DERSU sits hours (days) at the window looking out and watching Russia pass by. There are furs stacked up near DERSU.
EXT. MOSCOW TRAIN STATION
DERSU and the reporter exit a first class train car. DERSU takes in Moscow. He is awed by the hustle and the bustle of the crowds and the noise. As they walk to the taxi cabs out front, DERSU studies it all.
EXT. HOUSE ON THE EMBANKMENT
A taxi arrives with DERSU and DOROKHOV.
INT. HALLWAY OF THE HOUSE ON THE EMBANKMENT
DERSU and DOROKHOV reach the door of the apartment. DOROKHOV knocks and we hear a rustling about but there isn’t an answer.
Hand me your card again.
So he will open the door.
DERSU feels this is silly.
Open the door Viktor, it is your friend DERSU. It is cold out and I would like to have some soup.
The door opens slightly; DEMICHEV is afraid it is a trick by reporters, or even worse, historians. But then the door is opened all the way.
Viktor DEMICHEV is a man much older than DERSU. Fringe of grey-white hair around balding, mottled scalp. Wizened face. Back slightly hunched. Thick, groomed moustache, wide forehead with numerous lines. Resigned. Contorted arthritic hands.
When he sees his old friend DERSU, we learn that he is surprisingly agile. He is elated to see his friend and gives him a big hug. The reporter is ignored.
DERSU hands him the card.
Oh I’ve not seen one of these for years.
DEMICHEV examines the other side and smiles. He remembers it all very well.
DEMICHEV flashes back the wolves who almost killed him.
DEMICHEV gives DERSU the card back to keep. DERSU and DEMICHEV walk into the apartment and shut the door.
The reporter must knock on the door. DEMICHEV reluctantly lets him in, but he was hoping the man would go away.
Akira Kurosawa (Japanese: 黒澤 明, Hepburn: Kurosawa Akira, March 23, 1910 – September 6, 1998) was a Japanese filmmaker and painter who directed 30 films in a career spanning 57 years. He is regarded as one of the most important and influential film-makers in the history of cinema.
Kurosawa entered the Japanese film industry in 1936, following a brief stint as a painter. After years of working on numerous films as an assistant director and scriptwriter, he made his debut as a director during World War II with the popular action film Sanshiro Sugata (a.k.a. Judo Saga). After the war, the critically acclaimed Drunken Angel (1948), in which Kurosawa cast the then little-known actor Toshiro Mifune in a starring role, cemented the director’s reputation as one of the most important young film-makers in Japan. The two men would go on to collaborate on another fifteen films.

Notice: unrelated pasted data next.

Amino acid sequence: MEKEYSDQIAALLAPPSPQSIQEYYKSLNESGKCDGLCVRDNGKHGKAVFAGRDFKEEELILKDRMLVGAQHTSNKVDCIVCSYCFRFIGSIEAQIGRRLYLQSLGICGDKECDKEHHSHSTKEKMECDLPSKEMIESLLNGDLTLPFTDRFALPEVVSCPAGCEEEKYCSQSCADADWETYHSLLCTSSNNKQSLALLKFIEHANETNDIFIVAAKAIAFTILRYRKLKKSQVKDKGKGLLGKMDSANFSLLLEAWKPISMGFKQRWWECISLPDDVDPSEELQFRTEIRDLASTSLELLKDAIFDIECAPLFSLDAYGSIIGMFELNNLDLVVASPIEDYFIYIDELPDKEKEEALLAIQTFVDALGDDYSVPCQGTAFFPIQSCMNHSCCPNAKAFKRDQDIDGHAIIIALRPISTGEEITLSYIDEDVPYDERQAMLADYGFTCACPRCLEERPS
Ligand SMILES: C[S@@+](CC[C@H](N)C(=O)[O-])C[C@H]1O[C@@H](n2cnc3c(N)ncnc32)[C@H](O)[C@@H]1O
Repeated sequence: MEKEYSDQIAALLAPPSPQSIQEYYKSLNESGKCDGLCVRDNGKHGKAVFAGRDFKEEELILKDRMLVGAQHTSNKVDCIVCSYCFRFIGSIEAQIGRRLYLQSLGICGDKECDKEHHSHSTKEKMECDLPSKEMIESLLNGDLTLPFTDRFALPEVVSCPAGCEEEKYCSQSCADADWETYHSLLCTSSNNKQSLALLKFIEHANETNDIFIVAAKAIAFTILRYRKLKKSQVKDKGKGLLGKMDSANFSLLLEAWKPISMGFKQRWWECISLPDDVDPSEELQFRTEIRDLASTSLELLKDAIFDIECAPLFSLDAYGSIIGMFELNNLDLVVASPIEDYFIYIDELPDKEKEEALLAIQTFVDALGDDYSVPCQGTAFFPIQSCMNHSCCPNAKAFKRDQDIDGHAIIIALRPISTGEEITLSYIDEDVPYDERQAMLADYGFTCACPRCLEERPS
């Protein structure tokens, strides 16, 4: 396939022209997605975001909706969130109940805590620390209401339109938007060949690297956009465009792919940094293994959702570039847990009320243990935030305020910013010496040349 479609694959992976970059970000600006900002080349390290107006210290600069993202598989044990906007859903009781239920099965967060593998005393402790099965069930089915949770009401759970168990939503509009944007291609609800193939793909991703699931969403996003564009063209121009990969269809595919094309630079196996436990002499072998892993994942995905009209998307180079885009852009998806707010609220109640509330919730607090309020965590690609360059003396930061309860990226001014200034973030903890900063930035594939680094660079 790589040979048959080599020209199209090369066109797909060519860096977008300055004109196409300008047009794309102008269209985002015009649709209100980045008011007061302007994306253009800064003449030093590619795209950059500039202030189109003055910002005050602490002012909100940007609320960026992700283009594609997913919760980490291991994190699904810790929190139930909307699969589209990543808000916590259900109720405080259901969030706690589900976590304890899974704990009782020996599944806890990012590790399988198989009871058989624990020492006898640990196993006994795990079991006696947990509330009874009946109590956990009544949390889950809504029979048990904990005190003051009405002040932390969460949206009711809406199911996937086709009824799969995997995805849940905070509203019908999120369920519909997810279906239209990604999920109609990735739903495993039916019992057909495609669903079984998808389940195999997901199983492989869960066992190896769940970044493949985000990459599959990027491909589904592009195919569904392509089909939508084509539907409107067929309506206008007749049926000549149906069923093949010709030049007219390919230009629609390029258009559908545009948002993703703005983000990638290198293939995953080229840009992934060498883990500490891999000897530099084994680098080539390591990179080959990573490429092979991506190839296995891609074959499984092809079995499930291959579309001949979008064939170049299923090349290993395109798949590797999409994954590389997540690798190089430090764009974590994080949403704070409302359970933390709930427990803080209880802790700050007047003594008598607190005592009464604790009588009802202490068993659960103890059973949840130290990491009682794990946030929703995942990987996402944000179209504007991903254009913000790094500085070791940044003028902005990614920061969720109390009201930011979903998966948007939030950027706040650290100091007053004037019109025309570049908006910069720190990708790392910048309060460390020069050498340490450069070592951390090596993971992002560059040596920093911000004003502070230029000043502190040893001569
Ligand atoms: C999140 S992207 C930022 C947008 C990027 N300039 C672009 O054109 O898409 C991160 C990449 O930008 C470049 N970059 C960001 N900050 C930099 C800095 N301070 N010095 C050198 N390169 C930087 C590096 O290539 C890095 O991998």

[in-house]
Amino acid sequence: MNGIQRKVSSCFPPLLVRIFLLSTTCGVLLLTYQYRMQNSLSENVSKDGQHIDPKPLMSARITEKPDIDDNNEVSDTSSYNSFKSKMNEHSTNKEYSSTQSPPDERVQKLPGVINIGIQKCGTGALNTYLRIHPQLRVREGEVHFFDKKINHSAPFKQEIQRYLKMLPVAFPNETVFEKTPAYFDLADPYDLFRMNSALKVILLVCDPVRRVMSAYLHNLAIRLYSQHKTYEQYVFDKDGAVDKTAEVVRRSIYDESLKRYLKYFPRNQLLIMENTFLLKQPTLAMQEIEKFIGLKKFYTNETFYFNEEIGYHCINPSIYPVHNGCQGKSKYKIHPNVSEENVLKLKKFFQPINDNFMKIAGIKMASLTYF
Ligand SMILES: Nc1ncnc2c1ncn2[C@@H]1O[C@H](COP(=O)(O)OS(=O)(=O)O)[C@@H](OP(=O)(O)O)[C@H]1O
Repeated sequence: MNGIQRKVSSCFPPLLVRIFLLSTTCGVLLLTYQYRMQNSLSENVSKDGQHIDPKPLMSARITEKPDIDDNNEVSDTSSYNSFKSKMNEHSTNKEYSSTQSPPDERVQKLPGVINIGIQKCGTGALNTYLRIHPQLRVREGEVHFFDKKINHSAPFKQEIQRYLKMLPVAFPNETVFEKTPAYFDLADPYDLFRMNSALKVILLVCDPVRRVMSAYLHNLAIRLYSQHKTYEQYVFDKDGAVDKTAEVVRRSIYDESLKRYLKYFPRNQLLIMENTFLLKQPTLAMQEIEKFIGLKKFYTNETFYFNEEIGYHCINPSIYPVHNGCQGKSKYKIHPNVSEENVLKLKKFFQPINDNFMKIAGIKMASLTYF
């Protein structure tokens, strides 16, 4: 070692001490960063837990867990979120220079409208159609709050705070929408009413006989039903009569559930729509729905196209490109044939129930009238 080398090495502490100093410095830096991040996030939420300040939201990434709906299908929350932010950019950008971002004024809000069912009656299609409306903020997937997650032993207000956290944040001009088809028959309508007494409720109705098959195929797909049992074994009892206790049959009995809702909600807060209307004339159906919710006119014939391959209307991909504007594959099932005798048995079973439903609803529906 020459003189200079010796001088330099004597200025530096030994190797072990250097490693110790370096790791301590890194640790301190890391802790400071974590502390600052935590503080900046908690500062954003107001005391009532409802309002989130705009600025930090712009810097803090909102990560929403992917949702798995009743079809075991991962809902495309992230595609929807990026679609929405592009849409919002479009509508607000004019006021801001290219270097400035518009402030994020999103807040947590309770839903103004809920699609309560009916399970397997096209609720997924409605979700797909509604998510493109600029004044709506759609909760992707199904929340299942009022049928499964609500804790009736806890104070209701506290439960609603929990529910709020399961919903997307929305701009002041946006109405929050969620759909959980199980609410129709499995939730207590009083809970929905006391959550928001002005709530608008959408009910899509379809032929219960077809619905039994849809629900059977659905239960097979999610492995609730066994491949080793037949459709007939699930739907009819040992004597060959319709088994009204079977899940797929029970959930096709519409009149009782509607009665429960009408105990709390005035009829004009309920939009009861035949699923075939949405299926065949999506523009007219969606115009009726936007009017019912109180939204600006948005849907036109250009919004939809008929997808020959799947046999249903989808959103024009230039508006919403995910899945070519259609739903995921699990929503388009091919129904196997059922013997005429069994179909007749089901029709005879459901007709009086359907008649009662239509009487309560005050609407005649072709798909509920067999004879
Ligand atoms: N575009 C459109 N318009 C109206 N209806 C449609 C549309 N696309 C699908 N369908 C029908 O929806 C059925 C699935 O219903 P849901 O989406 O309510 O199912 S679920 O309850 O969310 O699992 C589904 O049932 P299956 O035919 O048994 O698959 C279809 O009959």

Rashomon, which premiered in Tokyo, became the surprise winner of the Golden Lion at the 1951 Venice Film Festival. The commercial and critical success of that film opened up Western film markets for the first time to the products of the Japanese film industry, which in turn led to international recognition for other Japanese film-makers. Kurosawa directed approximately one film per year throughout the 1950s and early 1960s, including a number of highly regarded (and often adapted) films, such as Ikiru (1952), Seven Samurai (1954) and Yojimbo (1961). After the 1960s he became much less prolific; even so, his later work—including two of his final films, Kagemusha (1980) and Ran (1985)—continued to receive great acclaim.
In 1990, he accepted the Academy Award for Lifetime Achievement. Posthumously, he was named “Asian of the Century” in the “Arts, Literature, and Culture” category by AsianWeek magazine and CNN, cited there as being among the five people who most prominently contributed to the improvement of Asia in the 20th century. His career has been honored by many retrospectives, critical studies and biographies in both print and video, and by releases in many consumer media.
Dersu Uzala (Russian: Дерсу Узала, Japanese: デルス·ウザーラ, romanized: Derusu Uzāra; alternative U.S. title: Dersu Uzala: The Hunter) is a 1975 Soviet-Japanese film directed by Akira Kurosawa, his only non-Japanese-language film and his only 70mm film.
The film is based on the 1923 memoir Dersu Uzala (which was named after the native trapper) by Russian explorer Vladimir Arsenyev, about his exploration of the Sikhote-Alin region of the Russian Far East over the course of multiple expeditions in the early 20th century. Shot almost entirely outdoors in the Russian Far East wilderness, the film explores the theme of a native of the forests who is fully integrated into his environment, leading a style of life that will inevitably be destroyed by the advance of civilization. It is also about the growth of respect and deep friendship between two men of profoundly different backgrounds, and about the difficulty of coping with the loss of strength and ability that comes with old age.
The film won the 1976 Oscar for Best Foreign Language Film, the Golden Prize and the Prix FIPRESCI at the 9th Moscow International Film Festival and other awards. It sold 20.4 million tickets in the Soviet Union and made $1.2 million in the US and Canada.
In a forest that is being cleared for development, Arsenyev is searching for an unmarked grave of a friend he says he buried 3 years ago. The film then flashes back to Arsenyev’s surveying expedition to the area of Shkotovo in Ussuri region in 1902. A topographic expedition troop, led by Captain Arsenyev (Yury Solomin), encounters a nomadic Goldi hunter named Dersu Uzala (Maxim Munzuk) who agrees to guide them through the harsh frontier. Initially viewed as an uneducated, eccentric old man, Dersu earns the respect of the soldiers through his great experience, accurate instincts, keen powers of observation, and deep compassion. He repairs an abandoned hut and leaves provisions in a birch container so that a future traveler would survive in the wilderness. He deduces the identities and situations of people by analyzing tracks and articles left behind.